western redbud ( Cercis orbiculata )
Arizona cypress ( Cupressus arizonica )
singleleaf ash ( Fraxinus anomala )
Arizona ash ( Fraxinus velutina )
Arizona walnut ( Juglans major )
alligator juniper ( Juniperus deppeana )
one-seed juniper ( Juniperus monosperma )
pinyon pine ( Pinus edulis )
Arizona sycamore ( Platanus wrightii )
Fremont cottonwood ( Populus fremontii )
chokecherry ( Prunus virginiana )
Emory oak ( Quercus emoryi )
Gambel oak ( Quercus gambelii )
shrub live oak ( Quercus turbinella )
Goodding’s willow ( Salix gooddingii )

trees native to AZ above 6,000ft
boxelder ( Acer negundo )
alligator juniper ( Juniperus deppeana )
Rocky Mountain juniper ( Juniperus scopulorum )
blue spruce ( Picea pungens )
pinyon pine ( Pinus edulis )
ponderosa pine ( Pinus ponderosa )
narrowleaf cottonwood ( Populus angustifolia )
chokecherry ( Prunus virginiana )
Gambel oak ( Quercus gambelii )
black locust ( Robinia pseudoacacia )
white fir ( Abies concolor )
flowering crabapple ( Malus sp. )
quaking aspen ( Populus tremuloides )
New Mexico locust (Robinia neomexicana)

View Rich's profile


5001 posts in 1134 days

#8 posted 08-07-2017 04:46 PM

Trees Native to Arizona (between 4,500 feet and 6,000 feet)


- tomsteve

Well, that definitely narrows it down :)

View JollyGreen67's profile


1676 posts in 3307 days

#9 posted 08-07-2017 04:54 PM

Hackberry ?

-- When I was a kid I wanted to be older . . . . . this CRAP is not what I expected ! RIP 09/08/2018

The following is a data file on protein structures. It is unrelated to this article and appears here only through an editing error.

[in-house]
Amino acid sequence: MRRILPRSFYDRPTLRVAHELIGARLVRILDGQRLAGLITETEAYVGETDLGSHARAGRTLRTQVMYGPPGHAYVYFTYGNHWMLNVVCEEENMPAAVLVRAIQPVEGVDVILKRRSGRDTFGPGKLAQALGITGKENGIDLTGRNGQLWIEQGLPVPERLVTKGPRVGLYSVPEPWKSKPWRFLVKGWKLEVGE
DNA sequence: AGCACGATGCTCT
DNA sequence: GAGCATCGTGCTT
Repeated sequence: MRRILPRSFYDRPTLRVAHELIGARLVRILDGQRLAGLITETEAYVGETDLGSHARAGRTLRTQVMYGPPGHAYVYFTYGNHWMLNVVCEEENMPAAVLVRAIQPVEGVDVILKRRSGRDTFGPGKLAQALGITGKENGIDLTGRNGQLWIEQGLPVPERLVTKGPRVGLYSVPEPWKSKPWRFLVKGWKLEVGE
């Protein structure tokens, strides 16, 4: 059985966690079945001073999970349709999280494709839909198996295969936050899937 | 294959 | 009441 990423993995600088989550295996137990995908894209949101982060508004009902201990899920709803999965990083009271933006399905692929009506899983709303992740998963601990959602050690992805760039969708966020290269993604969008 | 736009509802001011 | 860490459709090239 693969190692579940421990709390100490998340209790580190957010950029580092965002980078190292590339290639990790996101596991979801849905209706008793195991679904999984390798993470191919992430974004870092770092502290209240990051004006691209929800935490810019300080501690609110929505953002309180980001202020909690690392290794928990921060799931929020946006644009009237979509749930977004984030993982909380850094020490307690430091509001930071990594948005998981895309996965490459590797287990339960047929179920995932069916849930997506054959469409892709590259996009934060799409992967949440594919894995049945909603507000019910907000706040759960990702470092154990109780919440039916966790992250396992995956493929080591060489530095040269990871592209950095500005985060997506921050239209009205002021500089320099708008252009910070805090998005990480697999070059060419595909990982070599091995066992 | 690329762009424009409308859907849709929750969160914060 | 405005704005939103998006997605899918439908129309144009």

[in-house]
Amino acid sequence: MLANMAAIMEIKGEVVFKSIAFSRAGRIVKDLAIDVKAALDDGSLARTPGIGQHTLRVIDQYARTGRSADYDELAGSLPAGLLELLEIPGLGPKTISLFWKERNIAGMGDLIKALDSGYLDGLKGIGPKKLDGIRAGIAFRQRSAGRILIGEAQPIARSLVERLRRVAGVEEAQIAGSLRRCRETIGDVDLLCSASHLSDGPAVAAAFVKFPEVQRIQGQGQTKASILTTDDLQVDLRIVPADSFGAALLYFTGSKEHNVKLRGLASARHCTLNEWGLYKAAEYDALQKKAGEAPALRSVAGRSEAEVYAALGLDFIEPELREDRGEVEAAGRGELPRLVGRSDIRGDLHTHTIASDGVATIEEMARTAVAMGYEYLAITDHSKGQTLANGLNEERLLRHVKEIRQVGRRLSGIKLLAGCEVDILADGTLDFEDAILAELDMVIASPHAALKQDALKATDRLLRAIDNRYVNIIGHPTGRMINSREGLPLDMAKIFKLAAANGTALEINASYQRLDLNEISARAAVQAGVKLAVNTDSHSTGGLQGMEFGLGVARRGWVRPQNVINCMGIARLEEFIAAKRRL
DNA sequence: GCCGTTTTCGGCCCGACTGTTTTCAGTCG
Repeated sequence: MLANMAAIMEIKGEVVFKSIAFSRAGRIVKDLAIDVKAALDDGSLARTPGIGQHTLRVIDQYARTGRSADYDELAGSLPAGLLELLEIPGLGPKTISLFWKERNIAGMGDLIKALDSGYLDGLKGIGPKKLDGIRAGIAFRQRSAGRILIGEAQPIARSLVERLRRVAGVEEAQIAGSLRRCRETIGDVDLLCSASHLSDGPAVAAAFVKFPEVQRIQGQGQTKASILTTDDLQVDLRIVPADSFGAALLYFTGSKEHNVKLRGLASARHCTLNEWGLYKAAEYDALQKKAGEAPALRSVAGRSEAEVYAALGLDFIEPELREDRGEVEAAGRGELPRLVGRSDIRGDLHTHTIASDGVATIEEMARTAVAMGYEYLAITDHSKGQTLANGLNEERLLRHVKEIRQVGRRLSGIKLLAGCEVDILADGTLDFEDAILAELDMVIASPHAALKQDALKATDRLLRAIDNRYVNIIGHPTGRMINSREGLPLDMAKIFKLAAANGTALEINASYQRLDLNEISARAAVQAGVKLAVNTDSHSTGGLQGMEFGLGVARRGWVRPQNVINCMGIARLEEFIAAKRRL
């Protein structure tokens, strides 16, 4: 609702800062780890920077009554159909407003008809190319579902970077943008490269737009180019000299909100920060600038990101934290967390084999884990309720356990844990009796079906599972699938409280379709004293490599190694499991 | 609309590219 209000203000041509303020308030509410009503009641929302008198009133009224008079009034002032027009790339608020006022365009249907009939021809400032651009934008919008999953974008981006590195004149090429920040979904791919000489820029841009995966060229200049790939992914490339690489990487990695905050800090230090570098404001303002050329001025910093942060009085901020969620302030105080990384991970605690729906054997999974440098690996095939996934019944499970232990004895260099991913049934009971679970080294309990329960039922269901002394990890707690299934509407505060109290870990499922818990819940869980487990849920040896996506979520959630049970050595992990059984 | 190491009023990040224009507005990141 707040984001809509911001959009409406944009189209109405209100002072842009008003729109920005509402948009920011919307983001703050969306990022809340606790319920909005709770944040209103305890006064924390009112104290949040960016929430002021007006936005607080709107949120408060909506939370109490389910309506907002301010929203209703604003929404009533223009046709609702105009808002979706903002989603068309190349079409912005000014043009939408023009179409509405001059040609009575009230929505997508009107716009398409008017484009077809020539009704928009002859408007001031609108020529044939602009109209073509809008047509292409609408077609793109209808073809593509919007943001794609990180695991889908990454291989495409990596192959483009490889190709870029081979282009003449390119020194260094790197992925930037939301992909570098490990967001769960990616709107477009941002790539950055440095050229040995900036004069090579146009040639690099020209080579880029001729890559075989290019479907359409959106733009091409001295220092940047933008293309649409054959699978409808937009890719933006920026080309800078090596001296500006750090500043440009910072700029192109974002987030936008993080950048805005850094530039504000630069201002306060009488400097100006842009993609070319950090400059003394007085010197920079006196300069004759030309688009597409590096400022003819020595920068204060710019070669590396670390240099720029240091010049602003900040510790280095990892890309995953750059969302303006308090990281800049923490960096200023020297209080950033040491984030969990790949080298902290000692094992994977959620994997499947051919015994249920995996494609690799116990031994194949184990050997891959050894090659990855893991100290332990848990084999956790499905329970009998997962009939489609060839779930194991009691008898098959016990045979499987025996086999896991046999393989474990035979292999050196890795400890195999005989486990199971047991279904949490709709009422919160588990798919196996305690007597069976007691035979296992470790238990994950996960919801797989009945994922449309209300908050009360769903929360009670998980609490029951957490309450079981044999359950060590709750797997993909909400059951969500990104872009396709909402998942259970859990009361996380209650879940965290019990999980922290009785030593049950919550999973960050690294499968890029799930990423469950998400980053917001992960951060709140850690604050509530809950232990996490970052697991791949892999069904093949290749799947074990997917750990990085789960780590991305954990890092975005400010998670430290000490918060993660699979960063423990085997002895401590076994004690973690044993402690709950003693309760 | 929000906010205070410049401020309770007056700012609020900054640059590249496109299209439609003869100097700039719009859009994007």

View tomsteve's profile


979 posts in 1763 days

#10 posted 08-07-2017 04:57 PM

Trees Native to Arizona (between 4,500 feet and 6,000 feet)


- tomsteve

Well, that definitely narrows it down :)

- RichTaylor

youre welcome. LOLOLOL
clocking on one of the trees takes ya to this pdf

pretty informative

View Aj2's profile (online now)


2536 posts in 2342 days

#11 posted 08-07-2017 05:14 PM

Texas Ebony

-- Aj

View DS's profile


3327 posts in 2965 days

#12 posted 08-07-2017 05:17 PM

If it is Ironwood, you will have fun practicing your tool sharpening skills. That stuff is a nightmare on tools.

BTW, I just vowed not to speculate on tree species ever again based on my incorrect comments on another thread, HOWEVER, I made some knife handles a long time ago with wood that looked just like that and they called it Ironwood. (Might as well been Ebony, for as hard as it was)

Just sayin’...

-- "Hard work is not defined by the difficulty of the task as much as a person's desire to perform it.", DS251

View Babieca's profile


178 posts in 2048 days

#13 posted 08-07-2017 06:03 PM

Hackberry ?

- Jimbo4

Not unless people in AZ use the same name for an altogether different tree than the hackberry we have in TX.

View gargey's profile


1013 posts in 1320 days

#14 posted 08-07-2017 06:28 PM

Looks like walnut to me

- JayCop

My guess is Giant Sequoia.

View AZWoody's profile


1461 posts in 1768 days

#15 posted 08-07-2017 08:01 PM

It does look like ironwood from the cut but the leaves are completely wrong.